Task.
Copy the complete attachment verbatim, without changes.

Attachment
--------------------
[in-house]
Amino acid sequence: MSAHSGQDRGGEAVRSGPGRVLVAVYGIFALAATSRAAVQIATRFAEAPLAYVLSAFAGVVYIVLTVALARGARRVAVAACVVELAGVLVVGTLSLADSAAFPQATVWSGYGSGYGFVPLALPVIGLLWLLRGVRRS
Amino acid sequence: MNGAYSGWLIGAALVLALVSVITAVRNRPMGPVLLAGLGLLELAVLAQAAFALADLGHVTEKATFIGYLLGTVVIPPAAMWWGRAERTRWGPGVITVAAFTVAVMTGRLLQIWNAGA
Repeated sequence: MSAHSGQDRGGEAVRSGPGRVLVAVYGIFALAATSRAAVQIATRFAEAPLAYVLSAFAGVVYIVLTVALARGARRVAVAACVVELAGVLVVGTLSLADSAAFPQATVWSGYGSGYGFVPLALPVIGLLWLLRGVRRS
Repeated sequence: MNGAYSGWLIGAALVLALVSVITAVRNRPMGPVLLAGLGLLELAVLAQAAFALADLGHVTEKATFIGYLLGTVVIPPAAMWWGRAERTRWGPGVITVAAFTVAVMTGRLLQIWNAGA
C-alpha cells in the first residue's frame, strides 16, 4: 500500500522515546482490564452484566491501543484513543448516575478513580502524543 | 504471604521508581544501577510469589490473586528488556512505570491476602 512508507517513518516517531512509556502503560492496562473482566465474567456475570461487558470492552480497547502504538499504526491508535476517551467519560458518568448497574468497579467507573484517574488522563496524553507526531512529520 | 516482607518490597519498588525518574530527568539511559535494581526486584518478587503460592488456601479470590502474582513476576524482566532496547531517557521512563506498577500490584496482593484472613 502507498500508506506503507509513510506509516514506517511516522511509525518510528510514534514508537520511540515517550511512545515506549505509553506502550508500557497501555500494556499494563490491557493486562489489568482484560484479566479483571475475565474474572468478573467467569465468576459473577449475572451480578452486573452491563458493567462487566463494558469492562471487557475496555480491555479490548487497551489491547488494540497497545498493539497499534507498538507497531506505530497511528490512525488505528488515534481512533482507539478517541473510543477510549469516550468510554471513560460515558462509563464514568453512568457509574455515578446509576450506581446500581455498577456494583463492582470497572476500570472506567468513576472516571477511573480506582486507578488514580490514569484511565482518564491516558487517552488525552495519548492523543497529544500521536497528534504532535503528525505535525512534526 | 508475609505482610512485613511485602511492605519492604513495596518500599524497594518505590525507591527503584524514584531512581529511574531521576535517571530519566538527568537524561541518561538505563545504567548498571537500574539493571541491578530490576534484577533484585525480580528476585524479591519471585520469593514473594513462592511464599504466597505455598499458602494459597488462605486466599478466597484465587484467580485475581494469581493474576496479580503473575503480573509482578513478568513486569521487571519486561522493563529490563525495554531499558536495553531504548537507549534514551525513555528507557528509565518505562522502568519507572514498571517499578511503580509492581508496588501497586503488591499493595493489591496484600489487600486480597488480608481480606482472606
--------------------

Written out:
[in-house]
Amino acid sequence: MSAHSGQDRGGEAVRSGPGRVLVAVYGIFALAATSRAAVQIATRFAEAPLAYVLSAFAGVVYIVLTVALARGARRVAVAACVVELAGVLVVGTLSLADSAAFPQATVWSGYGSGYGFVPLALPVIGLLWLLRGVRRS
Amino acid sequence: MNGAYSGWLIGAALVLALVSVITAVRNRPMGPVLLAGLGLLELAVLAQAAFALADLGHVTEKATFIGYLLGTVVIPPAAMWWGRAERTRWGPGVITVAAFTVAVMTGRLLQIWNAGA
Repeated sequence: MSAHSGQDRGGEAVRSGPGRVLVAVYGIFALAATSRAAVQIATRFAEAPLAYVLSAFAGVVYIVLTVALARGARRVAVAACVVELAGVLVVGTLSLADSAAFPQATVWSGYGSGYGFVPLALPVIGLLWLLRGVRRS
Repeated sequence: MNGAYSGWLIGAALVLALVSVITAVRNRPMGPVLLAGLGLLELAVLAQAAFALADLGHVTEKATFIGYLLGTVVIPPAAMWWGRAERTRWGPGVITVAAFTVAVMTGRLLQIWNAGA
C-alpha cells in the first residue's frame, strides 16, 4: 500500500522515546482490564452484566491501543484513543448516575478513580502524543 | 504471604521508581544501577510469589490473586528488556512505570491476602 512508507517513518516517531512509556502503560492496562473482566465474567456475570461487558470492552480497547502504538499504526491508535476517551467519560458518568448497574468497579467507573484517574488522563496524553507526531512529520 | 516482607518490597519498588525518574530527568539511559535494581526486584518478587503460592488456601479470590502474582513476576524482566532496547531517557521512563506498577500490584496482593484472613 502507498500508506506503507509513510506509516514506517511516522511509525518510528510514534514508537520511540515517550511512545515506549505509553506502550508500557497501555500494556499494563490491557493486562489489568482484560484479566479483571475475565474474572468478573467467569465468576459473577449475572451480578452486573452491563458493567462487566463494558469492562471487557475496555480491555479490548487497551489491547488494540497497545498493539497499534507498538507497531506505530497511528490512525488505528488515534481512533482507539478517541473510543477510549469516550468510554471513560460515558462509563464514568453512568457509574455515578446509576450506581446500581455498577456494583463492582470497572476500570472506567468513576472516571477511573480506582486507578488514580490514569484511565482518564491516558487517552488525552495519548492523543497529544500521536497528534504532535503528525505535525512534526 | 508475609505482610512485613511485602511492605519492604513495596518500599524497594518505590525507591527503584524514584531512581529511574531521576535517571530519566538527568537524561541518561538505563545504567548498571537500574539493571541491578530490576534484577533484585525480580528476585524479591519471585520469593514473594513462592511464599504466597505455598499458602494459597488462605486466599478466597484465587484467580485475581494469581493474576496479580503473575503480573509482578513478568513486569521487571519486561522493563529490563525495554531499558536495553531504548537507549534514551525513555528507557528509565518505562522502568519507572514498571517499578511503580509492581508496588501497586503488591499493595493489591496484600489487600486480597488480608481480606482472606